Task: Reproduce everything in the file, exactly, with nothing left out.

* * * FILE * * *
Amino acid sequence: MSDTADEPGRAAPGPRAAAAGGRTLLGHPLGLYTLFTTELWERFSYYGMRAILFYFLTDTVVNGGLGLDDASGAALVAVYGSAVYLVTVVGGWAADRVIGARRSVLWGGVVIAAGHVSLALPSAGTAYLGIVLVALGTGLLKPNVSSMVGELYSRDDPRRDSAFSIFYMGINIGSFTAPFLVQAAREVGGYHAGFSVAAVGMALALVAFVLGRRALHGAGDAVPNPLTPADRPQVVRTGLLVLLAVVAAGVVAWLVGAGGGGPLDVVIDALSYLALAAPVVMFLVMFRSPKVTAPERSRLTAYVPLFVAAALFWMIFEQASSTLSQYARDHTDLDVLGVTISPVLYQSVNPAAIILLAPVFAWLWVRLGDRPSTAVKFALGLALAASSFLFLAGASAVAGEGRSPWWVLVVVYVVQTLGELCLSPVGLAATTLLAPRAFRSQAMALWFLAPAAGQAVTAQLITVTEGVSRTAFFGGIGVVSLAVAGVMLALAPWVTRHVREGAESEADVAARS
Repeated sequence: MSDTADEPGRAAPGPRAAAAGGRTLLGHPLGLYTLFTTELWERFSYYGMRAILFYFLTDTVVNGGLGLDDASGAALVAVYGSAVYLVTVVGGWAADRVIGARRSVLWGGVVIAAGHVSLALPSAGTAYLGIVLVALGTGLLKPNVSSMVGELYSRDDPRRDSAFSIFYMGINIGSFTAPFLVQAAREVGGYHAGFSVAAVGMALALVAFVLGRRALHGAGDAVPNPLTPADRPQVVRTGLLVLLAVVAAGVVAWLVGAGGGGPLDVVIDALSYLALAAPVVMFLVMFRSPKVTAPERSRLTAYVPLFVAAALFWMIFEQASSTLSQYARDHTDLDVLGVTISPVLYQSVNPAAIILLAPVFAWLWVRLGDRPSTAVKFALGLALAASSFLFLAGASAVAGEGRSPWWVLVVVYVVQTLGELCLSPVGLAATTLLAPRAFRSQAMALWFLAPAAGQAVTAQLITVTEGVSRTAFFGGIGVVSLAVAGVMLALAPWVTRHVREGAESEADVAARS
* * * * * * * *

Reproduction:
Amino acid sequence: MSDTADEPGRAAPGPRAAAAGGRTLLGHPLGLYTLFTTELWERFSYYGMRAILFYFLTDTVVNGGLGLDDASGAALVAVYGSAVYLVTVVGGWAADRVIGARRSVLWGGVVIAAGHVSLALPSAGTAYLGIVLVALGTGLLKPNVSSMVGELYSRDDPRRDSAFSIFYMGINIGSFTAPFLVQAAREVGGYHAGFSVAAVGMALALVAFVLGRRALHGAGDAVPNPLTPADRPQVVRTGLLVLLAVVAAGVVAWLVGAGGGGPLDVVIDALSYLALAAPVVMFLVMFRSPKVTAPERSRLTAYVPLFVAAALFWMIFEQASSTLSQYARDHTDLDVLGVTISPVLYQSVNPAAIILLAPVFAWLWVRLGDRPSTAVKFALGLALAASSFLFLAGASAVAGEGRSPWWVLVVVYVVQTLGELCLSPVGLAATTLLAPRAFRSQAMALWFLAPAAGQAVTAQLITVTEGVSRTAFFGGIGVVSLAVAGVMLALAPWVTRHVREGAESEADVAARS
Repeated sequence: MSDTADEPGRAAPGPRAAAAGGRTLLGHPLGLYTLFTTELWERFSYYGMRAILFYFLTDTVVNGGLGLDDASGAALVAVYGSAVYLVTVVGGWAADRVIGARRSVLWGGVVIAAGHVSLALPSAGTAYLGIVLVALGTGLLKPNVSSMVGELYSRDDPRRDSAFSIFYMGINIGSFTAPFLVQAAREVGGYHAGFSVAAVGMALALVAFVLGRRALHGAGDAVPNPLTPADRPQVVRTGLLVLLAVVAAGVVAWLVGAGGGGPLDVVIDALSYLALAAPVVMFLVMFRSPKVTAPERSRLTAYVPLFVAAALFWMIFEQASSTLSQYARDHTDLDVLGVTISPVLYQSVNPAAIILLAPVFAWLWVRLGDRPSTAVKFALGLALAASSFLFLAGASAVAGEGRSPWWVLVVVYVVQTLGELCLSPVGLAATTLLAPRAFRSQAMALWFLAPAAGQAVTAQLITVTEGVSRTAFFGGIGVVSLAVAGVMLALAPWVTRHVREGAESEADVAARS